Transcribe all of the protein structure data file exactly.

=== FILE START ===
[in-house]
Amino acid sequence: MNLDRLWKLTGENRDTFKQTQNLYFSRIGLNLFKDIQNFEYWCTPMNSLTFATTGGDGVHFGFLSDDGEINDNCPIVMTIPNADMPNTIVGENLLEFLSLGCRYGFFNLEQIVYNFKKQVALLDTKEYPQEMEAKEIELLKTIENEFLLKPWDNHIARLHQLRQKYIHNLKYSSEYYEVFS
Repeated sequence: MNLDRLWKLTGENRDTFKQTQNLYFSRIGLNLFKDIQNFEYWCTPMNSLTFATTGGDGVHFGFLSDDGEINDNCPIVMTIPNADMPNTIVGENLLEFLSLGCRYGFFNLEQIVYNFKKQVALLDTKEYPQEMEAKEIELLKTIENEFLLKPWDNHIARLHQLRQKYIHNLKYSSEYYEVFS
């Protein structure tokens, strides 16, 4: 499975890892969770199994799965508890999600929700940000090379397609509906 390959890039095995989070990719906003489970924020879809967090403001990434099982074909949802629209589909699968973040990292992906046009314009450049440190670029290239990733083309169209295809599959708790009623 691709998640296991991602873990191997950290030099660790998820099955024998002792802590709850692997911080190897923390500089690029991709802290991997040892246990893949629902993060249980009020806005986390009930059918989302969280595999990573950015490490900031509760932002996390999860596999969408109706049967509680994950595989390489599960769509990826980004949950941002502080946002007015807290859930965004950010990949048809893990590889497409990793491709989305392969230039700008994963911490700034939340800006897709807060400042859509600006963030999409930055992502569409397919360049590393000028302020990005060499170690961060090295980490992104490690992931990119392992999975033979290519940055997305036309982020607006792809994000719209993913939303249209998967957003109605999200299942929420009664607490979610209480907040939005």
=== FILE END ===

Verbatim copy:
[in-house]
Amino acid sequence: MNLDRLWKLTGENRDTFKQTQNLYFSRIGLNLFKDIQNFEYWCTPMNSLTFATTGGDGVHFGFLSDDGEINDNCPIVMTIPNADMPNTIVGENLLEFLSLGCRYGFFNLEQIVYNFKKQVALLDTKEYPQEMEAKEIELLKTIENEFLLKPWDNHIARLHQLRQKYIHNLKYSSEYYEVFS
Repeated sequence: MNLDRLWKLTGENRDTFKQTQNLYFSRIGLNLFKDIQNFEYWCTPMNSLTFATTGGDGVHFGFLSDDGEINDNCPIVMTIPNADMPNTIVGENLLEFLSLGCRYGFFNLEQIVYNFKKQVALLDTKEYPQEMEAKEIELLKTIENEFLLKPWDNHIARLHQLRQKYIHNLKYSSEYYEVFS
């Protein structure tokens, strides 16, 4: 499975890892969770199994799965508890999600929700940000090379397609509906 390959890039095995989070990719906003489970924020879809967090403001990434099982074909949802629209589909699968973040990292992906046009314009450049440190670029290239990733083309169209295809599959708790009623 691709998640296991991602873990191997950290030099660790998820099955024998002792802590709850692997911080190897923390500089690029991709802290991997040892246990893949629902993060249980009020806005986390009930059918989302969280595999990573950015490490900031509760932002996390999860596999969408109706049967509680994950595989390489599960769509990826980004949950941002502080946002007015807290859930965004950010990949048809893990590889497409990793491709989305392969230039700008994963911490700034939340800006897709807060400042859509600006963030999409930055992502569409397919360049590393000028302020990005060499170690961060090295980490992104490690992931990119392992999975033979290519940055997305036309982020607006792809994000719209993913939303249209998967957003109605999200299942929420009664607490979610209480907040939005």